It takes only a few minutes to descend into the village from the entrance archway, beneath which is the McGoohan bronze, but in that time the temperature soars, and the rare and pure blue of the June sky, only a week away from the fullness of the summer solstice, becomes flecked with gold whenever I raise my head to stare at its beauty. But it’s a beauty that comes at a price. The harshness of that sun requires a determination to study it; the heat requires a loosening of clothing and a different rhythm of breathing. I smile… We’ve added Frank Herbert’s Dune to The Prisoner in the mix of this wonderful place; we’ve also bordered on McGoohan’s inclusion of the sinister – in the sense that June is seldom this lovely or this threatening to the unwary. I smile, wordlessly at this, and my companion and co-creator of the weekend, Barbara, notices, looking quizzically at me. I’m up to something. She can tell…
The mixture of two of my favourite things from that time in life is rich and pleasing – and who knows what part they played in turning me into a student of the deeply mystical? Herbert was heavily influenced by the Sufi style of spirituality – an immediate and world-relevant discipline that significantly moulded what became known as the Fourth Way, nurtured by Gurdjieff in the early years of the last century. I can’t speak for McGoohan’s spirituality, other than to know that it was Catholic, strongly held and influenced where he placed his creativity; to the extent, as we discussed in Part Two, of him turning down the role of James Bond, twice.
The inclusion of the harsh, desert world of Herbert’s Dune makes me stop. Is this just my mind wandering or did that knocking on the door a few minutes ago produce an answer? Question: what did you really mean by the Prisoner? Did it take partial shape, refinement even, in this exotic and unique landscape? The answers begin to come thick and fast, as often happens when one listens within…
“Village!” comes the hard edge of McGoohan’s voice in my head. “In the Prisoner, it’s called The Village, isn’t it? There’s a clue for you!”
I think about the last photo I took of his bronze, the head turned slightly away to reveal part of his profile; those haunted eyes perhaps conveying the inner struggle he had trying to describe ‘the greatest enemy’ that he spoke of in interviews given in later years. Did the strangeness of the beauty he found here provide the polarity he needed to create a brutally strong story from the bare bones of the truth he found in life? I had never considered it this way, before. But it is unlikely that he arrived at Portmeirion with The Prisoner fully formed… The Village may well have coalesced, within its own unlikely menace, from the reality of Clough Williams-Ellis’ creation.
My companion follows me as the muse takes me a few steps sideways, away from the little train that takes you around the forest trails, and towards what I call the Port of Portmeirion, fake concrete ship and all… but I’m lost, now, in speculation, because I can see the sands of the estuary in the distance…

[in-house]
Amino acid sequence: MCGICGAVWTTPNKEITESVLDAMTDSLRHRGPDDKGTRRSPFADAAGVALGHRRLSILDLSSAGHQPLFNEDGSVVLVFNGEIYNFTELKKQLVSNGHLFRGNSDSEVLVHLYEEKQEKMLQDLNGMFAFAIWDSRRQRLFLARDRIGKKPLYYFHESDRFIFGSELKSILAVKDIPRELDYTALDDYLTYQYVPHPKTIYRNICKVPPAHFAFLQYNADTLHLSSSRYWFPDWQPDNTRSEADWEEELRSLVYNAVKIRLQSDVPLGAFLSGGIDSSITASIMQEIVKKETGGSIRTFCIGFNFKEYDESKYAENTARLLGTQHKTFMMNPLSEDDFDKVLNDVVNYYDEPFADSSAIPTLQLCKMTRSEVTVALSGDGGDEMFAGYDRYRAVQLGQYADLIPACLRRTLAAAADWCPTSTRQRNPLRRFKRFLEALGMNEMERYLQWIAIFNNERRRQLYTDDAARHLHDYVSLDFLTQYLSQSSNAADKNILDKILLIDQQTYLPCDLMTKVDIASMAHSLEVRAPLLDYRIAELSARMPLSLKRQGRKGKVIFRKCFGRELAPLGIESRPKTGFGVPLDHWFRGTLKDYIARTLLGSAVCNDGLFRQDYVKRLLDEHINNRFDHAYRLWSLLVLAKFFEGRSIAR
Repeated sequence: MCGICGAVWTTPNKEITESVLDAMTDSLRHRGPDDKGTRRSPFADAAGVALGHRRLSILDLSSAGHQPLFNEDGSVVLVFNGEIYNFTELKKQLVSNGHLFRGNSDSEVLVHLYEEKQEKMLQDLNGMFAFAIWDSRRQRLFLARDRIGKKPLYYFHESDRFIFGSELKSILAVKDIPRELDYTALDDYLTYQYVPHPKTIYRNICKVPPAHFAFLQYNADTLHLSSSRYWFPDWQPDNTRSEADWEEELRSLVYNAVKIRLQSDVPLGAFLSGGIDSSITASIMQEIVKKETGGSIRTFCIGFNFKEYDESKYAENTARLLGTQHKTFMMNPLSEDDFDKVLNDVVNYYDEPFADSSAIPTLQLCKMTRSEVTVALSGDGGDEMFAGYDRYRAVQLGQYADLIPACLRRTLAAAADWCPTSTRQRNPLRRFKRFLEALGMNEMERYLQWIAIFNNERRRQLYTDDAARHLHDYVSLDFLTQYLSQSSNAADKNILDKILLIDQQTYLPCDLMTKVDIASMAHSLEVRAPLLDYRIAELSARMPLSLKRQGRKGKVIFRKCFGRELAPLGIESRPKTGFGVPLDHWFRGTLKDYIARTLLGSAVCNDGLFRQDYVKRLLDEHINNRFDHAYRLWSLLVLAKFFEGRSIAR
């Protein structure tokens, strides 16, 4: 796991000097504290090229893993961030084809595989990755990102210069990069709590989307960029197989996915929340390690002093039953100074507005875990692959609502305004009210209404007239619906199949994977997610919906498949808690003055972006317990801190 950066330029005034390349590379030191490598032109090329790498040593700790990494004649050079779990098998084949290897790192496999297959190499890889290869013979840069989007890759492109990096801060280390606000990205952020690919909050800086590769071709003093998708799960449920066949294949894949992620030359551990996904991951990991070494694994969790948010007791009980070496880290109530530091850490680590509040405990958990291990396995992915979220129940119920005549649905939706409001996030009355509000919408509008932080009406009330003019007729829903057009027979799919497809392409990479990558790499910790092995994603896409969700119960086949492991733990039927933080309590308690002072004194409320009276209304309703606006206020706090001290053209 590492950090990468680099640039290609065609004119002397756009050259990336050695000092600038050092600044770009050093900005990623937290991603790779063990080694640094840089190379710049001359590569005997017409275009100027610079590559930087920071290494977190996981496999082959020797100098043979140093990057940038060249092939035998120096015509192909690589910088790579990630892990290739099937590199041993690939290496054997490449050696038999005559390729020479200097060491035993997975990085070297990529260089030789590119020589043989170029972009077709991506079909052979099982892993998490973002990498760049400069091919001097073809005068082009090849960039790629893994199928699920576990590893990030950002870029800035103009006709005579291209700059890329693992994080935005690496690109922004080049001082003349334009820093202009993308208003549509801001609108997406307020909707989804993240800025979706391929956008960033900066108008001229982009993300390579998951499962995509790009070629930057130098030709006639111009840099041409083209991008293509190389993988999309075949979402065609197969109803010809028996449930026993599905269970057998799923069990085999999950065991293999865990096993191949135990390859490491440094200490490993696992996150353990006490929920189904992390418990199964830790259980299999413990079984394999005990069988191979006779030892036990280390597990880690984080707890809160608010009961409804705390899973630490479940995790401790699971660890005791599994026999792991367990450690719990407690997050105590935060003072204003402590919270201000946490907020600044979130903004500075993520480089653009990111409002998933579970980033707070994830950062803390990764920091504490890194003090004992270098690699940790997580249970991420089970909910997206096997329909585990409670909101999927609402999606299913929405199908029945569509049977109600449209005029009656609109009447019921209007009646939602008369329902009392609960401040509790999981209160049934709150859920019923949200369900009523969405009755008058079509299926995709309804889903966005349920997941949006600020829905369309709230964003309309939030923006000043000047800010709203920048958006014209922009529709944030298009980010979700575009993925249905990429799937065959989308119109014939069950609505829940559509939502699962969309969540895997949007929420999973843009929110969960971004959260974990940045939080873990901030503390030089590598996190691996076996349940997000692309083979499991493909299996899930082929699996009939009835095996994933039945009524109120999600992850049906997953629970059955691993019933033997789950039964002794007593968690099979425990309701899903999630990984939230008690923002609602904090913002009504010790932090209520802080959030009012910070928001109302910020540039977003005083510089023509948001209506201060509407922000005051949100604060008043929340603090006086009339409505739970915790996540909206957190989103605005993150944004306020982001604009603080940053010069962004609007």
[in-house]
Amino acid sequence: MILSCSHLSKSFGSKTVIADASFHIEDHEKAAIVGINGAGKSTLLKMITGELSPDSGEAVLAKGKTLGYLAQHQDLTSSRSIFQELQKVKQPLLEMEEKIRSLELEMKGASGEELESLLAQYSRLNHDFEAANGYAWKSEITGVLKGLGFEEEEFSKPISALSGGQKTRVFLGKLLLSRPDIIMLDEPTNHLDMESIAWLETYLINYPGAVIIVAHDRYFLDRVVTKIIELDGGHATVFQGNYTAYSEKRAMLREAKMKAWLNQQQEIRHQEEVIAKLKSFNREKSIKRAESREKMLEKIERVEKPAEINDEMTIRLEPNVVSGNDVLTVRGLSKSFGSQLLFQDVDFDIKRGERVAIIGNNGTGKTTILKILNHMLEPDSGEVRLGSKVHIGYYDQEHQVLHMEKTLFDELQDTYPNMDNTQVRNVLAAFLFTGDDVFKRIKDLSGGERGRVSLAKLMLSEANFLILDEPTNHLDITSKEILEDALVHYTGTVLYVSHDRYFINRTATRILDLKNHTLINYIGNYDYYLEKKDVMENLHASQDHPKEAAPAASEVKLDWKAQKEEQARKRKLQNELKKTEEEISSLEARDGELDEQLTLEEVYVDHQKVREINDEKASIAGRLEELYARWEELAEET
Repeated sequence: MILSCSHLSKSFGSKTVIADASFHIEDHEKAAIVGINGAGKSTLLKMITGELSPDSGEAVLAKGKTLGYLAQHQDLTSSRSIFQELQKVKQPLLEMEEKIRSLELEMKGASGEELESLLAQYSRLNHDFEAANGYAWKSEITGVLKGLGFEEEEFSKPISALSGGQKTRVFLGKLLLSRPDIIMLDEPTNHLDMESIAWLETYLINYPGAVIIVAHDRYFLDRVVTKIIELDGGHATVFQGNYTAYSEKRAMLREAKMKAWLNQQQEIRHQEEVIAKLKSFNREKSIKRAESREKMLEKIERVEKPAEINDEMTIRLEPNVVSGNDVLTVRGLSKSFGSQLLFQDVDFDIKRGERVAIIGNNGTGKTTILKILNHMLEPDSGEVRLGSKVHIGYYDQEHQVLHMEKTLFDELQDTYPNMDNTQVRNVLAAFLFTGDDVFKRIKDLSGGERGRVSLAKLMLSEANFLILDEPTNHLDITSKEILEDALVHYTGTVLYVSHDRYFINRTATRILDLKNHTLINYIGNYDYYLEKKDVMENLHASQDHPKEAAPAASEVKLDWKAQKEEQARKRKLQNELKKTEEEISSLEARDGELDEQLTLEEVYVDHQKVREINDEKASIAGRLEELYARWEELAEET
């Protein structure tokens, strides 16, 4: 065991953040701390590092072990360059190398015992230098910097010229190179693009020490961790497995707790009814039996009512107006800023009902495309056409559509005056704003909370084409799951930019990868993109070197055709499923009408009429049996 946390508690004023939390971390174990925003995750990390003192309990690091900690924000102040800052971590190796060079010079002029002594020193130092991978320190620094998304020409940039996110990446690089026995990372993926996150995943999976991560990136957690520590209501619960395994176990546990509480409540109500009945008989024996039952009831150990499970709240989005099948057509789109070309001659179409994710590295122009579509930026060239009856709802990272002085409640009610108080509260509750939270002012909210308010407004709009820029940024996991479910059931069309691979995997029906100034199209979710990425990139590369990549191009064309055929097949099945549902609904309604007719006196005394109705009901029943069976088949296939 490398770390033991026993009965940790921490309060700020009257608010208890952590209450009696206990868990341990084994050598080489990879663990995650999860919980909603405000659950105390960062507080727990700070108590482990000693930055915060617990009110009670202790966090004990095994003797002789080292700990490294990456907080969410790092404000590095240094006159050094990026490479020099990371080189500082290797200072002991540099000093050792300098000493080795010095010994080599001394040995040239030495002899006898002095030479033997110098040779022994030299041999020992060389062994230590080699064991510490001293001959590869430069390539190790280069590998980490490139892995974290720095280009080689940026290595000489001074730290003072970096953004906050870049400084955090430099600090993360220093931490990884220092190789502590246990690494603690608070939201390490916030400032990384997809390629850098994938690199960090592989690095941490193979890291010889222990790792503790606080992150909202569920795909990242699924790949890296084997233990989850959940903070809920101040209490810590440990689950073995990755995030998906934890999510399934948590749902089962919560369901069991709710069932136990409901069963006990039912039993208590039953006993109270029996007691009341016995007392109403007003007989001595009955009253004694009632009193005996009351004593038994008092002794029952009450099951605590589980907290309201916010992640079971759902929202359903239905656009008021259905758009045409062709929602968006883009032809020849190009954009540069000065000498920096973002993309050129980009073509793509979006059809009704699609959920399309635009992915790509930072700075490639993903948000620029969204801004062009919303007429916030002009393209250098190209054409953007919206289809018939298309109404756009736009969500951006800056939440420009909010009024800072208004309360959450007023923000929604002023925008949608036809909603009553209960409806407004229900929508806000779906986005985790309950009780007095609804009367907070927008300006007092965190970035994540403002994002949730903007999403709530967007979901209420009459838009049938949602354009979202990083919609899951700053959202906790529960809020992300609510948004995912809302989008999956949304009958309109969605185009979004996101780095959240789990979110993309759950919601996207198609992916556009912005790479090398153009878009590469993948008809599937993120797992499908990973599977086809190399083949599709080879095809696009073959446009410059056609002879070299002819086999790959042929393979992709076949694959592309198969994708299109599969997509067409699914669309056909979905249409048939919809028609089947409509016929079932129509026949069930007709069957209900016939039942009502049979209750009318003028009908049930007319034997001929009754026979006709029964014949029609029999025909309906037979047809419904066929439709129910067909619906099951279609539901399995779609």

‘The lone and level sands stretch far away‘ to quote a poem that John will share with us on the final day, reciting Shelley’s masterpiece, Ozymandias, from memory. He will use it to illustrate our final theme, Escape; but that is far away in time, yet.
Fifty years on, two figures stride along a vast and beautiful beach. They don’t know that, just beyond the line of their sight, a giant ballon, nicknamed Rover by the fans, has them in its sights, lest they try to escape. Did you stand here, McGoohan? I think to myself. ‘Rover’ was conceived only after a more conventional robot failed. Clever filming make it into one of the most terrifying instruments of control any of us children had ever seen – back in 1967. I look again at the sands and realise how much this is confirmation that Portmeirion shaped The Prisoner. You arrived here with just an idea, didn’t you, Patrick?
My imagination may have wandered down to the ‘Port’, but, in reality, I’m still watching the arrival of the famous train.
“You can go anywhere you like in the Village as long as you stay in the Village,” says McGoohan’s voice in my head. What is the subtext of that? In Episode One – Arrival, No 6 tries to buy a map. The first one he is offered is black and white and covers only the area of the Village. He asks for a larger one and, when the helpful but banal shopkeeper provides the ‘larger, better and more colourful version’ No 6 finds it’s identical… again showing only the area of the Village. The moral is clear: this is all you have and you stay here, or rover comes for you. Settle in, get used to it, it’s not so bad…”
Is that ordinary life? Patrick, I ask, using his first name to provoke him. Was it all about waking up to the artificiality of life and remembering where you/we really came from – in this case, the vivid world of espionage, true life and death to No 6?
If that were the case, then what did the changing figures of No 2 represent? Those controllers and watchers of his every move, whose failure and removal No 6 took great delight in. He was definitely a fighter, our No 6; no passive acceptance, there.
Resistance! McGoohan would have selected resistance from our second set of seed-thoughts: Resistance vs Acceptance of a changed world. Later in our walk, up in the forest shared with a friendly and inquisitive robin, Sue and Stuart will get each of us to select a page from a book on Christian Mysticism. Another person will choose, at random, from the quotations on that page. The results are a wonderful example of what drops into the moment, the now, from the outside, an outside as potent as the world of the man saving the bee. They have promised to share the selected quotations in their own blogs.
——- to be continued ——-
Other parts in this series: